The Goldberg-Tripp-Jones Axis

The White House Blames Clinton's Potential Perjury Problem On The Special Prosecutor. But If There Was A Trap, It Was Set By Women Offstage, Not By Starr.

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WHAT INSPIRED LINDA TRIPP TO take the tapes of her phone conversations with Monica Lewinsky and present them as evidence to Special Prosecutor Kenneth Starr last January? In her testimony before the grand jury, Tripp gave the credit to her pal, literary agent- scandal maven Lucianne Goldberg. Goldberg says the two discussed the idea over the phone in late December, but that she can't remember who first suggested it. In any case, Goldberg told NEWSWEEK, ""I probably thought it was a cool idea.''

Starr's heavy-handed tactics have made him easy to demonize. The Democrats will make him a target as the impeachment hearings go forward this month. But, judging from the available evidence, it was not Starr who set the trap in the early days of the scandal. A NEWSWEEK reconstruction shows that the moving force was Tripp, egged on by Goldberg. Tripp at times displayed ambivalence, and seems to have been motivated by a mixture of self-preservation and a desire to reveal Clinton as a sexual user. Goldberg wanted to expose the president--the ""sleaze,'' she calls him--and have some fun.

It was Goldberg who conceived of using Tripp's tapes against Clinton. Sometime in late October or early November 1997, Goldberg told NEWSWEEK, she called her friend the conservative publisher Alfred Regnery, and asked if he knew how to approach the Paula Jones camp. Regnery put Goldberg in touch with a wealthy Chicago businessman and heavy GOP contributor, Peter Smith. (Regnery recalled the conversation but told NEWSWEEK that he doesn't remember any mention of Paula Jones; he says he thought that Goldberg was peddling a book idea.) Smith in turn introduced Goldberg to a circle of right-wing lawyers, most of them members of the Federalist Society, who had been secretly helping write legal briefs for Jones's lawyers. Alerted via this back channel, one of Jones's lawyers called Tripp late last November and asked her if she would be willing to be a witness in the Jones case. At once eager to expose Clinton and fearful of losing her job at the Pentagon, Tripp agreed.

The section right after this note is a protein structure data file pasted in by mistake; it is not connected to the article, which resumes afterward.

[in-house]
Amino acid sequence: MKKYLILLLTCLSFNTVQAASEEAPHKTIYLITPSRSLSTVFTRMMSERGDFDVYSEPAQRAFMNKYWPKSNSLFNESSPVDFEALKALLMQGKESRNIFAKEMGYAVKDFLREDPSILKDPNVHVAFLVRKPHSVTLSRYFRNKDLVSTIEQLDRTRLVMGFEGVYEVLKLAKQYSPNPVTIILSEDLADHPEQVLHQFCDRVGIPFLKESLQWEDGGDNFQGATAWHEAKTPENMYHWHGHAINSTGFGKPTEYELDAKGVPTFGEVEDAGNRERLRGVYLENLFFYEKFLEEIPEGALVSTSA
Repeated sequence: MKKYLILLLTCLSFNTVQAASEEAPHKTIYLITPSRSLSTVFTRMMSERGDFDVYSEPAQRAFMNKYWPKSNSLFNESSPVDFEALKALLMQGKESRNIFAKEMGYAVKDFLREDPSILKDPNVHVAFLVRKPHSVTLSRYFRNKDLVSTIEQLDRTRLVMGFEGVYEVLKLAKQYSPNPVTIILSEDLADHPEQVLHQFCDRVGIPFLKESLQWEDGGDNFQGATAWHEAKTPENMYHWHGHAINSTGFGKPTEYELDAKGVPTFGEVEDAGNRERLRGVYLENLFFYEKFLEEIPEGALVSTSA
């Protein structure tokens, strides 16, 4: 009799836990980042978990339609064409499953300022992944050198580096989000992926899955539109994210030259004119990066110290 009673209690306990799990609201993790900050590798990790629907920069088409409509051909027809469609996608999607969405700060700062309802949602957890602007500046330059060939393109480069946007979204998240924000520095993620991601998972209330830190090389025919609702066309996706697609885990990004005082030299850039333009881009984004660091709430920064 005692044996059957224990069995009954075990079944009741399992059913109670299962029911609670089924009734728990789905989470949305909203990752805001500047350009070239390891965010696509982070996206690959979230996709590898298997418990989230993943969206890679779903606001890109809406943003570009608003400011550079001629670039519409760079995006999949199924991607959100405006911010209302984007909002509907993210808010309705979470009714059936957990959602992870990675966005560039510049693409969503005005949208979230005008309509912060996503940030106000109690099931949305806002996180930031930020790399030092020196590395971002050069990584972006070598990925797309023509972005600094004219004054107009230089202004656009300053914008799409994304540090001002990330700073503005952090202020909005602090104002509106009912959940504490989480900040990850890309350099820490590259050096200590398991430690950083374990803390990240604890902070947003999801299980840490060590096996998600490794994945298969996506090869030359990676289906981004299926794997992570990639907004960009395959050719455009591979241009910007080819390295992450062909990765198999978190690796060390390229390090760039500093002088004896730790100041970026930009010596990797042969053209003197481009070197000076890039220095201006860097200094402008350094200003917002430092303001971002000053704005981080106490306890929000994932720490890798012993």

The Jones team slapped Lewinsky with a subpoena in mid-December. At the same time, they were extremely eager to hear Tripp's tapes of her conversations with the former intern. If Lewinsky tried to deny sexual involvement with the president, the Jones team planned to confront her with her own tape-recorded allusions to oral sex and phone sex. Tripp, however, had become leery of turning over the tapes. She had learned from her regular lawyer that she might be prosecuted in Maryland, where it is illegal to record phone conversations without telling the other party. What could she do to insulate herself?

Maybe Starr could help. In her conversations with Tripp that fall, Lewinsky had described the efforts of Clinton's friend the superlawyer Vernon Jordan, to get her a job at the United Nations or in public relations in New York. At the same time, Jordan had helped Lewinsky find a lawyer who could draft an affidavit swearing to the Jones lawyers that she had never had a sexual relationship with the president. Perhaps, Tripp and Goldberg surmised, Starr would look at these facts and see evidence of obstruction of justice. And in return for learning this, he might offer Tripp protection as a federal witness. It was worth finding out.

Dissatisfied with her lawyer, Tripp needed a new one--preferably, she now thought, someone close to Starr. A pair of Reagan Justice Department officials with ties to Starr--Ted Olson and Charles Cooper--were approached. Both said no. Instead, Tripp hired a conservative lawyer, Jim Moody, who had once worked in intelligence and knew about eavesdropping devices. Tripp first met with Moody on Friday, Jan. 9.


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